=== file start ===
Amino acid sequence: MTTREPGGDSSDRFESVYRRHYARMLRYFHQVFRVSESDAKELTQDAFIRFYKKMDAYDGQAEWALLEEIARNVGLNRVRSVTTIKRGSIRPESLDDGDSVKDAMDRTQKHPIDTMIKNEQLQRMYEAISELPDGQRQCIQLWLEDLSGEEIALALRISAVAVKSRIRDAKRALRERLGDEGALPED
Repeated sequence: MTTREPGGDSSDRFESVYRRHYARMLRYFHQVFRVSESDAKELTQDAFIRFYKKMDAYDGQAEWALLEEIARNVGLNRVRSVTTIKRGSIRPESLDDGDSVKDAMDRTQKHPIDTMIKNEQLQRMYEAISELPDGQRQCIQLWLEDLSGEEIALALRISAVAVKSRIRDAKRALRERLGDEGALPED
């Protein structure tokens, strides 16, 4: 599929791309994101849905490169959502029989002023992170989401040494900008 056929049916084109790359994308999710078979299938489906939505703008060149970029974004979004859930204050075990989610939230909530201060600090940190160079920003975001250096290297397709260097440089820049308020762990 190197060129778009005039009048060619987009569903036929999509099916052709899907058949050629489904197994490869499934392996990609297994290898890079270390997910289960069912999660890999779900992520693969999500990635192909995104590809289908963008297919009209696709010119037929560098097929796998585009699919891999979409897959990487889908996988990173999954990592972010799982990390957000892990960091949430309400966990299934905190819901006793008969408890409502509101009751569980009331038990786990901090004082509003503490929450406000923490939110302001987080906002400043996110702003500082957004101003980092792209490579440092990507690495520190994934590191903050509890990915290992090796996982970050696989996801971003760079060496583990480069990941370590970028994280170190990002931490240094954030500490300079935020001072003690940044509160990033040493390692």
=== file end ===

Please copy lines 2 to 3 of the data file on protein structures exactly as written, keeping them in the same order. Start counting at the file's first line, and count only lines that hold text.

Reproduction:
Repeated sequence: MTTREPGGDSSDRFESVYRRHYARMLRYFHQVFRVSESDAKELTQDAFIRFYKKMDAYDGQAEWALLEEIARNVGLNRVRSVTTIKRGSIRPESLDDGDSVKDAMDRTQKHPIDTMIKNEQLQRMYEAISELPDGQRQCIQLWLEDLSGEEIALALRISAVAVKSRIRDAKRALRERLGDEGALPED
């Protein structure tokens, strides 16, 4: 599929791309994101849905490169959502029989002023992170989401040494900008 056929049916084109790359994308999710078979299938489906939505703008060149970029974004979004859930204050075990989610939230909530201060600090940190160079920003975001250096290297397709260097440089820049308020762990 190197060129778009005039009048060619987009569903036929999509099916052709899907058949050629489904197994490869499934392996990609297994290898890079270390997910289960069912999660890999779900992520693969999500990635192909995104590809289908963008297919009209696709010119037929560098097929796998585009699919891999979409897959990487889908996988990173999954990592972010799982990390957000892990960091949430309400966990299934905190819901006793008969408890409502509101009751569980009331038990786990901090004082509003503490929450406000923490939110302001987080906002400043996110702003500082957004101003980092792209490579440092990507690495520190994934590191903050509890990915290992090796996982970050696989996801971003760079060496583990480069990941370590970028994280170190990002931490240094954030500490300079935020001072003690940044509160990033040493390692």